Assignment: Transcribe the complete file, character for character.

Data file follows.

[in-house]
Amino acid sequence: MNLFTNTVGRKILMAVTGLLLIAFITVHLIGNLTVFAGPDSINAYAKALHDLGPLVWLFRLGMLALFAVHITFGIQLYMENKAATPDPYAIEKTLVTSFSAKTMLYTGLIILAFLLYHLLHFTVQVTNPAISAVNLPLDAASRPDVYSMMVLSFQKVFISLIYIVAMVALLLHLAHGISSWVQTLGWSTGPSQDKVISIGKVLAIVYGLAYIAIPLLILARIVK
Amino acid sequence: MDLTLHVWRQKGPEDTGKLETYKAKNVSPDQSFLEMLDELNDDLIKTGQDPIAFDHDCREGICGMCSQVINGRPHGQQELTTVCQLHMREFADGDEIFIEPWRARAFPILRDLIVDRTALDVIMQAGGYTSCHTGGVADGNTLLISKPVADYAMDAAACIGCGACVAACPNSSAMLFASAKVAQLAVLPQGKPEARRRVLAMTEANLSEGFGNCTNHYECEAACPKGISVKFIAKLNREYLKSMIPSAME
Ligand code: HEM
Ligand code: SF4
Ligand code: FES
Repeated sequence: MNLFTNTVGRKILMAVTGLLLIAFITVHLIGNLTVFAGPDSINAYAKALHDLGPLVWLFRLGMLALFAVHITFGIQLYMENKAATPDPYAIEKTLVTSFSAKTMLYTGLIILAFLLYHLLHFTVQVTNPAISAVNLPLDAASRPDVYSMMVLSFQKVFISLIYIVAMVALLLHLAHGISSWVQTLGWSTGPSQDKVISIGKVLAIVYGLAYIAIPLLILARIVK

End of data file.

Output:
[in-house]
Amino acid sequence: MNLFTNTVGRKILMAVTGLLLIAFITVHLIGNLTVFAGPDSINAYAKALHDLGPLVWLFRLGMLALFAVHITFGIQLYMENKAATPDPYAIEKTLVTSFSAKTMLYTGLIILAFLLYHLLHFTVQVTNPAISAVNLPLDAASRPDVYSMMVLSFQKVFISLIYIVAMVALLLHLAHGISSWVQTLGWSTGPSQDKVISIGKVLAIVYGLAYIAIPLLILARIVK
Amino acid sequence: MDLTLHVWRQKGPEDTGKLETYKAKNVSPDQSFLEMLDELNDDLIKTGQDPIAFDHDCREGICGMCSQVINGRPHGQQELTTVCQLHMREFADGDEIFIEPWRARAFPILRDLIVDRTALDVIMQAGGYTSCHTGGVADGNTLLISKPVADYAMDAAACIGCGACVAACPNSSAMLFASAKVAQLAVLPQGKPEARRRVLAMTEANLSEGFGNCTNHYECEAACPKGISVKFIAKLNREYLKSMIPSAME
Ligand code: HEM
Ligand code: SF4
Ligand code: FES
Repeated sequence: MNLFTNTVGRKILMAVTGLLLIAFITVHLIGNLTVFAGPDSINAYAKALHDLGPLVWLFRLGMLALFAVHITFGIQLYMENKAATPDPYAIEKTLVTSFSAKTMLYTGLIILAFLLYHLLHFTVQVTNPAISAVNLPLDAASRPDVYSMMVLSFQKVFISLIYIVAMVALLLHLAHGISSWVQTLGWSTGPSQDKVISIGKVLAIVYGLAYIAIPLLILARIVK